ENGAGE This installation designed by HHD_FUN challenges the traditional top-down design method due to it’s algorithmic design process in which the result is unexpected. The façade of the structure was designed using triangular fractal pattern within a recursive algorithm. Each entity was fractured again and again to create smaller triangles. This precedent is interesting because it addresses the concept of permanence. It is a temporary structure which encourages interaction from users and aims to question observation, perception of society and biology. Within the structure are projections of virtual architecture onto google maps which can be altered by spectators displacing their body weight on top of the motion sensors. Similar to “Forest Spirits” this project shows how it does not always have to be the biggest most visually dramatic buildings which are constructed but also those with strong conceptual and theoretical purposes as a result of or aided by parametric modelling. (8)


TENT This 150m2 structure by HHD_FUN architects in is a transformable temporary structure built for a Shanghai fashion show, among other events. It has an ability change its form depending on the purpose of its use as well as easily being deconstructed and transported. It’s design is based on the concept of origami triangles and consists of 6 interlocking components which resulted from the deformation of one triangular surface. The tent


itself is created from a steel structure with waterproof elastic translucent material which as well as being a low carbon footprint product, also makes it easy to move and re-install. This precedent is interesting in its addressing of material properties in association with parametric modelling. A building which is capable of quickly and economically adapting based on public demands demonstrates a highly innovative and intelligent contribution to modern architecture. (9)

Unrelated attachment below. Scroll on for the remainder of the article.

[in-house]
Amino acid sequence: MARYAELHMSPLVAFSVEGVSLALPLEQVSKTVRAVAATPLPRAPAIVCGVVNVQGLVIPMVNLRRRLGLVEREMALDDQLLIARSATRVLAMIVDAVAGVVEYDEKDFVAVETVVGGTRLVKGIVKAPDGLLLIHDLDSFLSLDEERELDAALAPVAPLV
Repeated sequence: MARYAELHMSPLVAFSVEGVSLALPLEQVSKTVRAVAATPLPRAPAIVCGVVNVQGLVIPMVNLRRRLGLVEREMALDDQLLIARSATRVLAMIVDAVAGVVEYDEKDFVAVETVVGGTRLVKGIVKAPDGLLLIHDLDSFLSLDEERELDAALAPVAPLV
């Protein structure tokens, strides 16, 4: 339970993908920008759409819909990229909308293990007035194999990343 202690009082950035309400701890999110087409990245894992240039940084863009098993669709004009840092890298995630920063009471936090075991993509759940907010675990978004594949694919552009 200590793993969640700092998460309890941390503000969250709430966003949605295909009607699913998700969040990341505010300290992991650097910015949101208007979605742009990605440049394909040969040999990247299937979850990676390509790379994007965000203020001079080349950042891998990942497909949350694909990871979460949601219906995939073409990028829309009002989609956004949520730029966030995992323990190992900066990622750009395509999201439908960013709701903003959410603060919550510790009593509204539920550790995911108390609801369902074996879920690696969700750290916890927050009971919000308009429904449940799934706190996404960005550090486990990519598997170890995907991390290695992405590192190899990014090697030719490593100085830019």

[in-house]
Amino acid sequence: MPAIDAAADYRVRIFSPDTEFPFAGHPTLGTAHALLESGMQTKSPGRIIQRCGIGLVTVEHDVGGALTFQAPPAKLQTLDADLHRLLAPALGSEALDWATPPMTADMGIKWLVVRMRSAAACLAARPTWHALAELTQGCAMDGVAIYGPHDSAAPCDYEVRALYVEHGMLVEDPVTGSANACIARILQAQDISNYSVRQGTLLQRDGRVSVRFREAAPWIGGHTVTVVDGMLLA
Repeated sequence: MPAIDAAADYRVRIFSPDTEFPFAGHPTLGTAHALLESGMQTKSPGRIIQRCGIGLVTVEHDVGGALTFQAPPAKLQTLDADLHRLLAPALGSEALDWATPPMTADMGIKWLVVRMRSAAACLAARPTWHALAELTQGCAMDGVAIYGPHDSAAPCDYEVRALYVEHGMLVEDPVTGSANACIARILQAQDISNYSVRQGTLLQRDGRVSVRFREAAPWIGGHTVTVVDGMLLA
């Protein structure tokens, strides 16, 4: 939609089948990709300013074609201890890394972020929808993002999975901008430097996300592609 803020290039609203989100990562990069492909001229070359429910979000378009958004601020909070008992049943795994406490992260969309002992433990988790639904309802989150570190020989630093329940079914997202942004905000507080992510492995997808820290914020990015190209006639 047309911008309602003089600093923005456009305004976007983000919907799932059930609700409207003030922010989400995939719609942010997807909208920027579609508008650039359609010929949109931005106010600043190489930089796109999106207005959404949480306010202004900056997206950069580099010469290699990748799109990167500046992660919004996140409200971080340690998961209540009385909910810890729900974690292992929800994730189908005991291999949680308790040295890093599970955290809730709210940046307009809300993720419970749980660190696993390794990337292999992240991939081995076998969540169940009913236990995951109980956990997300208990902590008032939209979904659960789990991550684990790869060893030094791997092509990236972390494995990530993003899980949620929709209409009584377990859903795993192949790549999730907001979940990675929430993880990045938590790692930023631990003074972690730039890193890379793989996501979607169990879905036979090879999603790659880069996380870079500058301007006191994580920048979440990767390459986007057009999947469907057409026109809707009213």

LEARNING OBJECTIVES Since beginning this part of the assignment my understanding of computational designing including parametric modelling has greatly improved. Through the readings, lectures and tutorials so far I have gained a basic understanding of how technological advancements are changing the architectural industry by allowing for the design and construction of concepts which were once only that, concepts. As technology changes as do the economic, social and aesthetic values of the architectural discourse. One thing I have greatly noticed is the change in the design process from a traditional linear process to a more open and undetermined mindset.